Shelley has been accused of being impractical, but he did see the cruelty, injustice, and selfishness prevalent in his world, and discernible in ours as well! His diagnosis of the root cause of all the suffering and inhumanity probed to the desire we all have for happiness, and our confusion as to where to look for it. In comment, Carl Grabo writes that: “Reason, unless directed by imagination, leads nowhere but to futility. We have knowledge, material things, and command over natural forces; but these are nothing in themselves . . . unless, prompted by intuition from the divine, we shape them imaginatively to the uses of a freer and less selfish social order. This is not the analysis and teaching of a visionary, but realism of the toughest kind. It is inspired common-sense. It is not Shelley who is fantastic and insane but the world of ‘practical’ men.”

As Greek Platonic philosopher Longinus notes, often "the imagination oversteps the bounds of space, so that if we survey our life on every side, how greatness and beauty and eminence have everywhere the prerogative, we shall straightway perceive the end for which we were created." Imagination then is the divine aspect of mankind, upon whose wings we may fly and thus realize all our finest possibilities. – I. M. Oderberg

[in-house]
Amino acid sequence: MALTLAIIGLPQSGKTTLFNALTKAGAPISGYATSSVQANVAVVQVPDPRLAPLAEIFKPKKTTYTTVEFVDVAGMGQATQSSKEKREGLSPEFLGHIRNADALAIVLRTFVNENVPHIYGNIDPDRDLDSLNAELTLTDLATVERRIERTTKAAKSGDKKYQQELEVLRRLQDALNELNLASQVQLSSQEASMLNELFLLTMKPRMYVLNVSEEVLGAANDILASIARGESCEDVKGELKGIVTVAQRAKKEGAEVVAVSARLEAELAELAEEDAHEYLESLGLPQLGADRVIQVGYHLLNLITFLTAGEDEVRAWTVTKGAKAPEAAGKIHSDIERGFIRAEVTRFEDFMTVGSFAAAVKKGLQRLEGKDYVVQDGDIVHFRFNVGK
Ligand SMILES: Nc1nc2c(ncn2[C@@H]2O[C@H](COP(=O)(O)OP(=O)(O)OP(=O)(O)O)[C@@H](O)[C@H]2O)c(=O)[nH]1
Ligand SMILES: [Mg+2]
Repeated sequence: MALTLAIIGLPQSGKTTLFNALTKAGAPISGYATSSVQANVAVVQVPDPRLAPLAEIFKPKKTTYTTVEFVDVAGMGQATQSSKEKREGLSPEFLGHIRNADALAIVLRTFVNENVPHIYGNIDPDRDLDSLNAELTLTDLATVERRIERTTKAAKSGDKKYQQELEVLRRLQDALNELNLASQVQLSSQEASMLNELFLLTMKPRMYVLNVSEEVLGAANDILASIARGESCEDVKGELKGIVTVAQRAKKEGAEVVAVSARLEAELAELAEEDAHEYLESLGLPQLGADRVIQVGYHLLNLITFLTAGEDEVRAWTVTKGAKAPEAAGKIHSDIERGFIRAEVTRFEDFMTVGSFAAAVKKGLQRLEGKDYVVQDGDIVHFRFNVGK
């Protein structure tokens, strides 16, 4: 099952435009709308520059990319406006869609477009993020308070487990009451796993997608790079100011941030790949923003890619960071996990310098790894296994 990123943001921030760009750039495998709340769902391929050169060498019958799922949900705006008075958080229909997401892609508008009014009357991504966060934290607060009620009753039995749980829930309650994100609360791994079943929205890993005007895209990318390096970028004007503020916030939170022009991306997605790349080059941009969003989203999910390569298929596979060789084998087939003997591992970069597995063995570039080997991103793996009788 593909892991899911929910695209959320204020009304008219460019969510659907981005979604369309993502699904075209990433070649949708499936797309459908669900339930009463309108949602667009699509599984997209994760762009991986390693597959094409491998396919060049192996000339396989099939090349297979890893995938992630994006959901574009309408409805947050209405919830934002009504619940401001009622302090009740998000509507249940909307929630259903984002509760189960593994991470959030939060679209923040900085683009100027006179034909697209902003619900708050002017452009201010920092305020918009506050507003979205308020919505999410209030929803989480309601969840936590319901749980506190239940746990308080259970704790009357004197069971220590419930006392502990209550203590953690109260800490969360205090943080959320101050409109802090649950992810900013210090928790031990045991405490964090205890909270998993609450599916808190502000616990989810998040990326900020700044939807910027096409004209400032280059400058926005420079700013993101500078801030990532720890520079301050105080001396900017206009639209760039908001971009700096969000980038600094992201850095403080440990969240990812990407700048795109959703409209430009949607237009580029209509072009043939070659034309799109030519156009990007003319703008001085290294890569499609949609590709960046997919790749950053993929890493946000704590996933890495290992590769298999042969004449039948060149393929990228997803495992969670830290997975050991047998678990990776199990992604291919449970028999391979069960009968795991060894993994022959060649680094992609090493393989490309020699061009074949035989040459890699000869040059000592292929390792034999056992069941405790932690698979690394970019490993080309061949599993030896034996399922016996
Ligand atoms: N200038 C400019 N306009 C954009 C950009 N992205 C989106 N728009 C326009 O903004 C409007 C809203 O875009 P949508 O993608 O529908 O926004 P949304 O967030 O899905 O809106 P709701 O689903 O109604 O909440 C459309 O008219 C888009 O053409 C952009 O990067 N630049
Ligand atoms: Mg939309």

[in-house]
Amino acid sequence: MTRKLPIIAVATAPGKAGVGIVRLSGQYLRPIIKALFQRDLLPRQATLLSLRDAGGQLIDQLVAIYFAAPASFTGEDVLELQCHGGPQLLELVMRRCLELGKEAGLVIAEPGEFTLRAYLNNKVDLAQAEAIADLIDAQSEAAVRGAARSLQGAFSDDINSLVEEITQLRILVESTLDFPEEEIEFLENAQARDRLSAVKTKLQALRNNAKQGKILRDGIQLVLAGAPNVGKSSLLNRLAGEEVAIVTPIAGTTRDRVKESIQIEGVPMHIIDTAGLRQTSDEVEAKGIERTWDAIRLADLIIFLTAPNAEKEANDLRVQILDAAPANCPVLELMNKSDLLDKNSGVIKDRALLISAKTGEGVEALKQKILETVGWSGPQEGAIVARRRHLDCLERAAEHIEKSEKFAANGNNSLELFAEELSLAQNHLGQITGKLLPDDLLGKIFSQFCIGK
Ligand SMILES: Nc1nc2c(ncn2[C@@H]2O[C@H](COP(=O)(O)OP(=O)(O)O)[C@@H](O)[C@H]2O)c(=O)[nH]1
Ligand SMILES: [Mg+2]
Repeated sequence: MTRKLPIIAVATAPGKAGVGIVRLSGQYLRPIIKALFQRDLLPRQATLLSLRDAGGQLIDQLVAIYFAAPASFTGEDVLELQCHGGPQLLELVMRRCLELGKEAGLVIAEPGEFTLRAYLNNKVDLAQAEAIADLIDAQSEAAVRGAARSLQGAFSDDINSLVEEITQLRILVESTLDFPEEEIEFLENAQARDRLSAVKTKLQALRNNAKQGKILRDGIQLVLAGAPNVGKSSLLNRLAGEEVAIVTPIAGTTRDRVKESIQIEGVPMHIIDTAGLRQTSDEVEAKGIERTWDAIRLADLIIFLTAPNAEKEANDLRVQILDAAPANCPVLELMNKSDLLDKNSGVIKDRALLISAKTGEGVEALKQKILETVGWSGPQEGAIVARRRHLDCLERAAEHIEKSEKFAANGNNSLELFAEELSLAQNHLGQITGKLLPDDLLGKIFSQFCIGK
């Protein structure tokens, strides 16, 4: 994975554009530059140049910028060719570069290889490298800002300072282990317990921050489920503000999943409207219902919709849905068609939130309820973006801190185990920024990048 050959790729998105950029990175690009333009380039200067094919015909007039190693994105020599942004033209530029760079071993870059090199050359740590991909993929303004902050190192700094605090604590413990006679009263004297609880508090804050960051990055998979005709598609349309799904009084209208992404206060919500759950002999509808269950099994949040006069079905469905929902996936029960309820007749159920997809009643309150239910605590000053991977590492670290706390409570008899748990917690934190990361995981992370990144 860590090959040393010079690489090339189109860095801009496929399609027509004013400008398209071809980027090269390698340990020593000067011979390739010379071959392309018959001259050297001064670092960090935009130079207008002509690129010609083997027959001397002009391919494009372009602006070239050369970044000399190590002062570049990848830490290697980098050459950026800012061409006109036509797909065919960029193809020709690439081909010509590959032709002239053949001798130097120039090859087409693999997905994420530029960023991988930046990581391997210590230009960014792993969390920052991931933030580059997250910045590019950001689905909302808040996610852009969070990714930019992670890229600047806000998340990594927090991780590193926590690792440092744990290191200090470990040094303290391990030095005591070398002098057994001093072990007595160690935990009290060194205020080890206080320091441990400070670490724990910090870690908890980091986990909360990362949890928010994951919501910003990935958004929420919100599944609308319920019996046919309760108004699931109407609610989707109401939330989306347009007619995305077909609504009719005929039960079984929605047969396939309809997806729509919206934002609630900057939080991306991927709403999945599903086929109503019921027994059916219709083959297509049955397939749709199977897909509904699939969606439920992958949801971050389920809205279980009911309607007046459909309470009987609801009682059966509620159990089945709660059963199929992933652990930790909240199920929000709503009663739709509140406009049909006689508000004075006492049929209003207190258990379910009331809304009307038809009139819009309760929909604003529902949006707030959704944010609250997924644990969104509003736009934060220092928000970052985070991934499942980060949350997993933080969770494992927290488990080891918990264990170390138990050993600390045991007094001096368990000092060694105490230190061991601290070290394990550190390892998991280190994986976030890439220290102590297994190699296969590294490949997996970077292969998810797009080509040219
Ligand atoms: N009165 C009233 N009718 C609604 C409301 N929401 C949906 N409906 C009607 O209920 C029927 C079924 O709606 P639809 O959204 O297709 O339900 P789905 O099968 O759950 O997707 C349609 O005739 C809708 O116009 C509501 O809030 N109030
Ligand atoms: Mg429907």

Theosophical Views

How Can We Make a Difference?

By Sally Dougherty

Sometimes our awareness of entrenched selfishness and amorality is almost overwhelming, particularly when it is found in so many organizations – local, national and inter-national, governmental, commercial, and nonprofit. Faced with powerful, widespread greed and exploitation, manipulations, brutality, and indifference to individuals, it is easy to become cynical. Yet shrugging off such behavior as "just human nature" is by so much supporting and insuring its continuation. Is there anything we as individuals can do to change practices that happen on such a large scale?

It is our inability to truly love that allows us to ignore, if not promote, the behavior that makes human life so tragic. This brings to mind two biblical commandments: to love God with all our heart and soul and mind and – "the second is exactly like the first" – to love our neighbor as ourselves. Love here does not mean attachment, which originates in our limited sense of self and consequently brings with it fear, possessiveness, and self-centeredness. Rather, this love is rooted in our innermost depths. When we whole-heartedly love the most sublime that we can conceive of, it cannot help but manifest in our heart and, in time, transform us. For, as the ancient Hindu precept has it, Yadyad rupam kamayate devata, tattad devata bhavati: whatever a divine being loves or desires, that thing it becomes – and we are divine beings, though we seldom realize it, all springing from the same source.